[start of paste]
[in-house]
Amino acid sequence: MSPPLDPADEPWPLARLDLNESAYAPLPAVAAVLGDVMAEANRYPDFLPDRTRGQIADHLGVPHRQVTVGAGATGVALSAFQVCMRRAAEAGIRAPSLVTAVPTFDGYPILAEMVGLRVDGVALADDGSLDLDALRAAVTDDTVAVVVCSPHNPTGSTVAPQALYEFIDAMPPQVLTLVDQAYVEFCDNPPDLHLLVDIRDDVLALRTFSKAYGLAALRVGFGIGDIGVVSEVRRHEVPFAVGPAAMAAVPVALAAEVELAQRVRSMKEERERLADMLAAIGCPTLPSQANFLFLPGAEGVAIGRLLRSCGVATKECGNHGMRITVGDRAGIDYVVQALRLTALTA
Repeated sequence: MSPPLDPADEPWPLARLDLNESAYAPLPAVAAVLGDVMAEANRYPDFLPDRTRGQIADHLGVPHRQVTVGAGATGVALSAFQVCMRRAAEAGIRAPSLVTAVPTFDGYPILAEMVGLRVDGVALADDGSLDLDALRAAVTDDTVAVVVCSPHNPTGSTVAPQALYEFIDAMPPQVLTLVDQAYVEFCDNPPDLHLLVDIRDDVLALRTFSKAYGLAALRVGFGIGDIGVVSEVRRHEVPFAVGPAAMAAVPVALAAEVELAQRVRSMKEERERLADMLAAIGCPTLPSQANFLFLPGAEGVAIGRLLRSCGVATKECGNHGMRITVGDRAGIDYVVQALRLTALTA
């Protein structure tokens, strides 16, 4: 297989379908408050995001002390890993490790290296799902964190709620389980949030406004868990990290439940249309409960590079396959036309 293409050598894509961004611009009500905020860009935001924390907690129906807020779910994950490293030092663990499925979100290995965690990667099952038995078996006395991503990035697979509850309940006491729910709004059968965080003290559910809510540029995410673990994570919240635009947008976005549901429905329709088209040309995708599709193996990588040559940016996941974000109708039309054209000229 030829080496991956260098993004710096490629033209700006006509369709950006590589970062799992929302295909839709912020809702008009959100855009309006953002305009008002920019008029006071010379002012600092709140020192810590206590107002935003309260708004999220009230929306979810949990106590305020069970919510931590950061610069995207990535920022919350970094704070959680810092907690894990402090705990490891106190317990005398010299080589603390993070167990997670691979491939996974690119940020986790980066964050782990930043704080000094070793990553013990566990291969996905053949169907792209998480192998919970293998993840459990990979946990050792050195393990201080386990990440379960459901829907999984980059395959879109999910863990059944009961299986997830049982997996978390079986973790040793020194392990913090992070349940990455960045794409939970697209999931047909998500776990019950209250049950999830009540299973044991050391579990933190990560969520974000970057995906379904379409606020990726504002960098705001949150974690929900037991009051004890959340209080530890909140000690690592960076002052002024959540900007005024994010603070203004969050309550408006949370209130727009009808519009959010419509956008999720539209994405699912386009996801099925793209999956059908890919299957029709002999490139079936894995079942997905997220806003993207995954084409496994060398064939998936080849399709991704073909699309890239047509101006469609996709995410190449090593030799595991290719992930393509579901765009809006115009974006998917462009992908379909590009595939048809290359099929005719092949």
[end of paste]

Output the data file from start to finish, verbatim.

[in-house]
Amino acid sequence: MSPPLDPADEPWPLARLDLNESAYAPLPAVAAVLGDVMAEANRYPDFLPDRTRGQIADHLGVPHRQVTVGAGATGVALSAFQVCMRRAAEAGIRAPSLVTAVPTFDGYPILAEMVGLRVDGVALADDGSLDLDALRAAVTDDTVAVVVCSPHNPTGSTVAPQALYEFIDAMPPQVLTLVDQAYVEFCDNPPDLHLLVDIRDDVLALRTFSKAYGLAALRVGFGIGDIGVVSEVRRHEVPFAVGPAAMAAVPVALAAEVELAQRVRSMKEERERLADMLAAIGCPTLPSQANFLFLPGAEGVAIGRLLRSCGVATKECGNHGMRITVGDRAGIDYVVQALRLTALTA
Repeated sequence: MSPPLDPADEPWPLARLDLNESAYAPLPAVAAVLGDVMAEANRYPDFLPDRTRGQIADHLGVPHRQVTVGAGATGVALSAFQVCMRRAAEAGIRAPSLVTAVPTFDGYPILAEMVGLRVDGVALADDGSLDLDALRAAVTDDTVAVVVCSPHNPTGSTVAPQALYEFIDAMPPQVLTLVDQAYVEFCDNPPDLHLLVDIRDDVLALRTFSKAYGLAALRVGFGIGDIGVVSEVRRHEVPFAVGPAAMAAVPVALAAEVELAQRVRSMKEERERLADMLAAIGCPTLPSQANFLFLPGAEGVAIGRLLRSCGVATKECGNHGMRITVGDRAGIDYVVQALRLTALTA
């Protein structure tokens, strides 16, 4: 297989379908408050995001002390890993490790290296799902964190709620389980949030406004868990990290439940249309409960590079396959036309 293409050598894509961004611009009500905020860009935001924390907690129906807020779910994950490293030092663990499925979100290995965690990667099952038995078996006395991503990035697979509850309940006491729910709004059968965080003290559910809510540029995410673990994570919240635009947008976005549901429905329709088209040309995708599709193996990588040559940016996941974000109708039309054209000229 030829080496991956260098993004710096490629033209700006006509369709950006590589970062799992929302295909839709912020809702008009959100855009309006953002305009008002920019008029006071010379002012600092709140020192810590206590107002935003309260708004999220009230929306979810949990106590305020069970919510931590950061610069995207990535920022919350970094704070959680810092907690894990402090705990490891106190317990005398010299080589603390993070167990997670691979491939996974690119940020986790980066964050782990930043704080000094070793990553013990566990291969996905053949169907792209998480192998919970293998993840459990990979946990050792050195393990201080386990990440379960459901829907999984980059395959879109999910863990059944009961299986997830049982997996978390079986973790040793020194392990913090992070349940990455960045794409939970697209999931047909998500776990019950209250049950999830009540299973044991050391579990933190990560969520974000970057995906379904379409606020990726504002960098705001949150974690929900037991009051004890959340209080530890909140000690690592960076002052002024959540900007005024994010603070203004969050309550408006949370209130727009009808519009959010419509956008999720539209994405699912386009996801099925793209999956059908890919299957029709002999490139079936894995079942997905997220806003993207995954084409496994060398064939998936080849399709991704073909699309890239047509101006469609996709995410190449090593030799595991290719992930393509579901765009809006115009974006998917462009992908379909590009595939048809290359099929005719092949």